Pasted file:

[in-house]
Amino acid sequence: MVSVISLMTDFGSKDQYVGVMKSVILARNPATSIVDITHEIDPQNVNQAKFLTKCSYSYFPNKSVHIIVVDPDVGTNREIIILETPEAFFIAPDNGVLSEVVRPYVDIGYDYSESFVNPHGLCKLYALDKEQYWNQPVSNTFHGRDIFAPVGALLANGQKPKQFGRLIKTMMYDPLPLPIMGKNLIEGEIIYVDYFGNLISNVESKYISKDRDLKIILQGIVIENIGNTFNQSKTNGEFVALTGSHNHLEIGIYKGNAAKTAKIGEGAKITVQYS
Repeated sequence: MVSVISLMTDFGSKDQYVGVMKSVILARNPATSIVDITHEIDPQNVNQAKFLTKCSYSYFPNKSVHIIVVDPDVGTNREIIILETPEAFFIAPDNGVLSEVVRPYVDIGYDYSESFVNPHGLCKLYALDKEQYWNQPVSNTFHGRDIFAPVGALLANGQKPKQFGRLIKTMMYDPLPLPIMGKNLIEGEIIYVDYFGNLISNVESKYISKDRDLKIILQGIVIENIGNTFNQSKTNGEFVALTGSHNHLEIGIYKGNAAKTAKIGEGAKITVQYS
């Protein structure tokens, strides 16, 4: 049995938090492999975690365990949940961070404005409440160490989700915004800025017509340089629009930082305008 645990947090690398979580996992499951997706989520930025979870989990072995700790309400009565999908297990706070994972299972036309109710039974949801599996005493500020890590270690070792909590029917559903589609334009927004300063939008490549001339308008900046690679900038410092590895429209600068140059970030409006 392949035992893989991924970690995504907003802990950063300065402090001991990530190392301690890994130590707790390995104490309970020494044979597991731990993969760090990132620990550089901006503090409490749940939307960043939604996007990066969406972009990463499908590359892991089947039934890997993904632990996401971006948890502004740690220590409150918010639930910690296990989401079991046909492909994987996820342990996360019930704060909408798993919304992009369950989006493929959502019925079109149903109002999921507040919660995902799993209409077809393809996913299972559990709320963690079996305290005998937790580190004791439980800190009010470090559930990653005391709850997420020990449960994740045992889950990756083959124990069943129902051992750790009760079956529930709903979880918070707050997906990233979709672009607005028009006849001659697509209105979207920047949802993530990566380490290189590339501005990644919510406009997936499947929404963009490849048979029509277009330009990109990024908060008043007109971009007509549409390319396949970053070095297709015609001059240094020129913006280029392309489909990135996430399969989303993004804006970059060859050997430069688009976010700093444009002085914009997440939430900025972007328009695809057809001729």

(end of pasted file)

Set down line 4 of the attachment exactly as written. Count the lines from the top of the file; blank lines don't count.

């Protein structure tokens, strides 16, 4: 049995938090492999975690365990949940961070404005409440160490989700915004800025017509340089629009930082305008 645990947090690398979580996992499951997706989520930025979870989990072995700790309400009565999908297990706070994972299972036309109710039974949801599996005493500020890590270690070792909590029917559903589609334009927004300063939008490549001339308008900046690679900038410092590895429209600068140059970030409006 392949035992893989991924970690995504907003802990950063300065402090001991990530190392301690890994130590707790390995104490309970020494044979597991731990993969760090990132620990550089901006503090409490749940939307960043939604996007990066969406972009990463499908590359892991089947039934890997993904632990996401971006948890502004740690220590409150918010639930910690296990989401079991046909492909994987996820342990996360019930704060909408798993919304992009369950989006493929959502019925079109149903109002999921507040919660995902799993209409077809393809996913299972559990709320963690079996305290005998937790580190004791439980800190009010470090559930990653005391709850997420020990449960994740045992889950990756083959124990069943129902051992750790009760079956529930709903979880918070707050997906990233979709672009607005028009006849001659697509209105979207920047949802993530990566380490290189590339501005990644919510406009997936499947929404963009490849048979029509277009330009990109990024908060008043007109971009007509549409390319396949970053070095297709015609001059240094020129913006280029392309489909990135996430399969989303993004804006970059060859050997430069688009976010700093444009002085914009997440939430900025972007328009695809057809001729």